To the Editor.
—I was disappointed with the presentation of the "Controversy" on shunting during carotid endarterectomy. In Ferguson's article,1 inconsistent numbers distracted from his message; confirmed from his own citation,2 there appear to have been 131 procedures with stump pressure monitoring (not 113 or 121 as stated in the article), ten of which (not nine) had clamped values less than or equal to 25 mm Hg. But more lamentable was Hachinski's missed opportunity to indicate the crucial differences between the positions taken,3 leaving the erroneous implication that this is merely a technical neurosurgical question, about which there is really little practical dispute. On the contrary, this issue is important to any neurologist interested in the critical assessment of stroke risk.Ferguson's contribution has been to challenge the conventional wisdom of intraoperative monitoring methods and their criteria for shunting, and to show that patients suffer relatively infrequently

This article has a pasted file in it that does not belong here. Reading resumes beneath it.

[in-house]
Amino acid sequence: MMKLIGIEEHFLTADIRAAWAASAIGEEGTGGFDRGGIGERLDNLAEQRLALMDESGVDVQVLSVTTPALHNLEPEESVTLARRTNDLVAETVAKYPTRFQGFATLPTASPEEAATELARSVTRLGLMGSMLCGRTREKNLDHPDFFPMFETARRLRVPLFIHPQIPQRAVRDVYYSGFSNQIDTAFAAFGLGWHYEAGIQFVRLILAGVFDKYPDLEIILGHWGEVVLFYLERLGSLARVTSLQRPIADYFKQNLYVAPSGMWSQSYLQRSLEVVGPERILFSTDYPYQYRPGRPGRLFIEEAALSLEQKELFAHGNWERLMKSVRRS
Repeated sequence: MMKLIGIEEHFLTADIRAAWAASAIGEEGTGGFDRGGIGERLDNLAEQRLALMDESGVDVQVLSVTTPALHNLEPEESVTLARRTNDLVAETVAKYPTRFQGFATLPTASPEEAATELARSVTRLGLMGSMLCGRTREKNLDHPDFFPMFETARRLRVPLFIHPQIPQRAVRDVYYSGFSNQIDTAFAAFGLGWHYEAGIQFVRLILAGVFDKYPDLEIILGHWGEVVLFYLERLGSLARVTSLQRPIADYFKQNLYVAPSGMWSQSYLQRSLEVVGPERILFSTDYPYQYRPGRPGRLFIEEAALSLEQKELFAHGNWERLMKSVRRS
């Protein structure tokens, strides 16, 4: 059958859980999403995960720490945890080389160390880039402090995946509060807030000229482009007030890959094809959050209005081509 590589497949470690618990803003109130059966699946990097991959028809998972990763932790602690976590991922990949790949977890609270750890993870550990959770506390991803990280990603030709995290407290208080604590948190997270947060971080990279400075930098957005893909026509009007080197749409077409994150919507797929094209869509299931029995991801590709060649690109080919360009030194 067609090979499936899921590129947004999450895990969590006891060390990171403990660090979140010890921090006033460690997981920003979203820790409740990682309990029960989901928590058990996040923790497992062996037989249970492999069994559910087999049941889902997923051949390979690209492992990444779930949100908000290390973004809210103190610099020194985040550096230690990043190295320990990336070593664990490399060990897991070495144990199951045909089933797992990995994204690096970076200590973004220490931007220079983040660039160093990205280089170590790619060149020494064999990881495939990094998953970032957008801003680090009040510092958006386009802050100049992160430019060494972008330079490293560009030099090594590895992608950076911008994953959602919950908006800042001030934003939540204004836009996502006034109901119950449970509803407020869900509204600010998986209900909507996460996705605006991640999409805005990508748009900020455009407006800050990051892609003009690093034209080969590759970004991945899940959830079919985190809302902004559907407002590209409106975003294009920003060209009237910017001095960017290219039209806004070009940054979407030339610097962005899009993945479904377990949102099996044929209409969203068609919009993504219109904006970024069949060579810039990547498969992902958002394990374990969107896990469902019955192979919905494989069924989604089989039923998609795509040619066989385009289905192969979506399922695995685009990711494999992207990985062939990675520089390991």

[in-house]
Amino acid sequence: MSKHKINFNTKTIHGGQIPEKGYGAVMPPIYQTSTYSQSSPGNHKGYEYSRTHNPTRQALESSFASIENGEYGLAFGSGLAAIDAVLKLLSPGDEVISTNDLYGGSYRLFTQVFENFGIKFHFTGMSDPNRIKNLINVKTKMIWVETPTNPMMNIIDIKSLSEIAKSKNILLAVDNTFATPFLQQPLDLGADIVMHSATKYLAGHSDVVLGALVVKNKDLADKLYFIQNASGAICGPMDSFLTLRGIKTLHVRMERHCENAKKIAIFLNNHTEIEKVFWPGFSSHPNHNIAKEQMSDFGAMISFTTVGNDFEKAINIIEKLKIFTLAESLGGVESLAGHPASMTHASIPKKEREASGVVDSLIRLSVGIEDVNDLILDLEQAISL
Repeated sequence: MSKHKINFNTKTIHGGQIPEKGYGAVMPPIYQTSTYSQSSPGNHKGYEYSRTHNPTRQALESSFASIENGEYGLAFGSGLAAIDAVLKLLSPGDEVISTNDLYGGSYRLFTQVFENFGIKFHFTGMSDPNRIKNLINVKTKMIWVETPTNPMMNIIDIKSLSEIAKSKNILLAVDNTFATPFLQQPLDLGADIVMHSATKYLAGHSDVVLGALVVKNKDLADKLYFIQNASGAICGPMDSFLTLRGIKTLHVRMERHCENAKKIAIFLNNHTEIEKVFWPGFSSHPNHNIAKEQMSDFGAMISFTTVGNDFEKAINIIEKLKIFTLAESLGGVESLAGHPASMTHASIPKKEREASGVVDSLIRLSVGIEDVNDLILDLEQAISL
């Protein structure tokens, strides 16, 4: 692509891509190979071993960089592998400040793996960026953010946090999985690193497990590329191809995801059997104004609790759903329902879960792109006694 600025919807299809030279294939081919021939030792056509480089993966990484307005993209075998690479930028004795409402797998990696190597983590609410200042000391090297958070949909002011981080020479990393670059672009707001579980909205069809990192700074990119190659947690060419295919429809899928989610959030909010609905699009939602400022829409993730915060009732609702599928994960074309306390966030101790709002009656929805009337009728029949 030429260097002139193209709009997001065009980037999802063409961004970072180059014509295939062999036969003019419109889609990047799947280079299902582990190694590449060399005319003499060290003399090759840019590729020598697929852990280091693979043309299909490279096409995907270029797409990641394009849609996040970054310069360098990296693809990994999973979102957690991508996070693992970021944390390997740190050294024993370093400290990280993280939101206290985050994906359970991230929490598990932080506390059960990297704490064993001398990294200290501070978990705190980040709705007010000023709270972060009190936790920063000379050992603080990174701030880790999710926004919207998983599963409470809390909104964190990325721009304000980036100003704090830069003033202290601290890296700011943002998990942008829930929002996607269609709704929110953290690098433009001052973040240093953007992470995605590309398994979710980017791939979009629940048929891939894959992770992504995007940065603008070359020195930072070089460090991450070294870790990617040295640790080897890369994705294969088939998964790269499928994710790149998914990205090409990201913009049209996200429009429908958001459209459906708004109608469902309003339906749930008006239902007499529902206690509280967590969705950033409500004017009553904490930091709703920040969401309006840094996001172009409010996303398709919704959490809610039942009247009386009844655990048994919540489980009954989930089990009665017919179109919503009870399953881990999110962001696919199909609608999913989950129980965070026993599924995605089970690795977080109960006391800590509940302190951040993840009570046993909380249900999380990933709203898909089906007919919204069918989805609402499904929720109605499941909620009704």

Davenport J. Shunting During Carotid Endarterectomy. Arch Neurol. 1986;43(12):1222–1223. doi:10.1001/archneur.1986.00520120008005
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